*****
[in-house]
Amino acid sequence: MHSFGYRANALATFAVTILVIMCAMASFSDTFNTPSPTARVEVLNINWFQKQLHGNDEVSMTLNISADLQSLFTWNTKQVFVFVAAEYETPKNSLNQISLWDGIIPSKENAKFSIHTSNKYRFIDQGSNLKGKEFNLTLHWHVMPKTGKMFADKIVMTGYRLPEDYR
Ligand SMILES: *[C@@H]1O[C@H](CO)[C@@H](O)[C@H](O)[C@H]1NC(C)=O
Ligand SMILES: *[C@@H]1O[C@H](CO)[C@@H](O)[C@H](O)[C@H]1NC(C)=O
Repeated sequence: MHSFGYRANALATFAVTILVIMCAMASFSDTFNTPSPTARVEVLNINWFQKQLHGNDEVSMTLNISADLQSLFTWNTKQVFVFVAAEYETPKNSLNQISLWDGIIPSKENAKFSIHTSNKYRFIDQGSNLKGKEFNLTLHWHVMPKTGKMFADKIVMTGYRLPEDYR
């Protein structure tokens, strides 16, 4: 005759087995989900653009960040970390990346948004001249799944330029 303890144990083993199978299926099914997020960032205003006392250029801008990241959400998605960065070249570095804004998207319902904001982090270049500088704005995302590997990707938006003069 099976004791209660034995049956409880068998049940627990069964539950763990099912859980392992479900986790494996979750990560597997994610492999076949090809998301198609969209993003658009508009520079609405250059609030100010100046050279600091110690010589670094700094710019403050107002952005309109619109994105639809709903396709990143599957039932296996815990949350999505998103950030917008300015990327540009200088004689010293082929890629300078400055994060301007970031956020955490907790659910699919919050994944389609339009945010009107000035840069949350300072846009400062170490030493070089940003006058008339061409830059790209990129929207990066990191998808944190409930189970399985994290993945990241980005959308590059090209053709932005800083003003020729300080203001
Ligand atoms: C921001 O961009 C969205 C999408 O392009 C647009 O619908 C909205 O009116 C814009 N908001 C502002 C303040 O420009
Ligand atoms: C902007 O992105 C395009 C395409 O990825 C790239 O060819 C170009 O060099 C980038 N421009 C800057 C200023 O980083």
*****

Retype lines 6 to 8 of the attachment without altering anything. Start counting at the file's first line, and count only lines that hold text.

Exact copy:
């Protein structure tokens, strides 16, 4: 005759087995989900653009960040970390990346948004001249799944330029 303890144990083993199978299926099914997020960032205003006392250029801008990241959400998605960065070249570095804004998207319902904001982090270049500088704005995302590997990707938006003069 099976004791209660034995049956409880068998049940627990069964539950763990099912859980392992479900986790494996979750990560597997994610492999076949090809998301198609969209993003658009508009520079609405250059609030100010100046050279600091110690010589670094700094710019403050107002952005309109619109994105639809709903396709990143599957039932296996815990949350999505998103950030917008300015990327540009200088004689010293082929890629300078400055994060301007970031956020955490907790659910699919919050994944389609339009945010009107000035840069949350300072846009400062170490030493070089940003006058008339061409830059790209990129929207990066990191998808944190409930189970399985994290993945990241980005959308590059090209053709932005800083003003020729300080203001
Ligand atoms: C921001 O961009 C969205 C999408 O392009 C647009 O619908 C909205 O009116 C814009 N908001 C502002 C303040 O420009
Ligand atoms: C902007 O992105 C395009 C395409 O990825 C790239 O060819 C170009 O060099 C980038 N421009 C800057 C200023 O980083």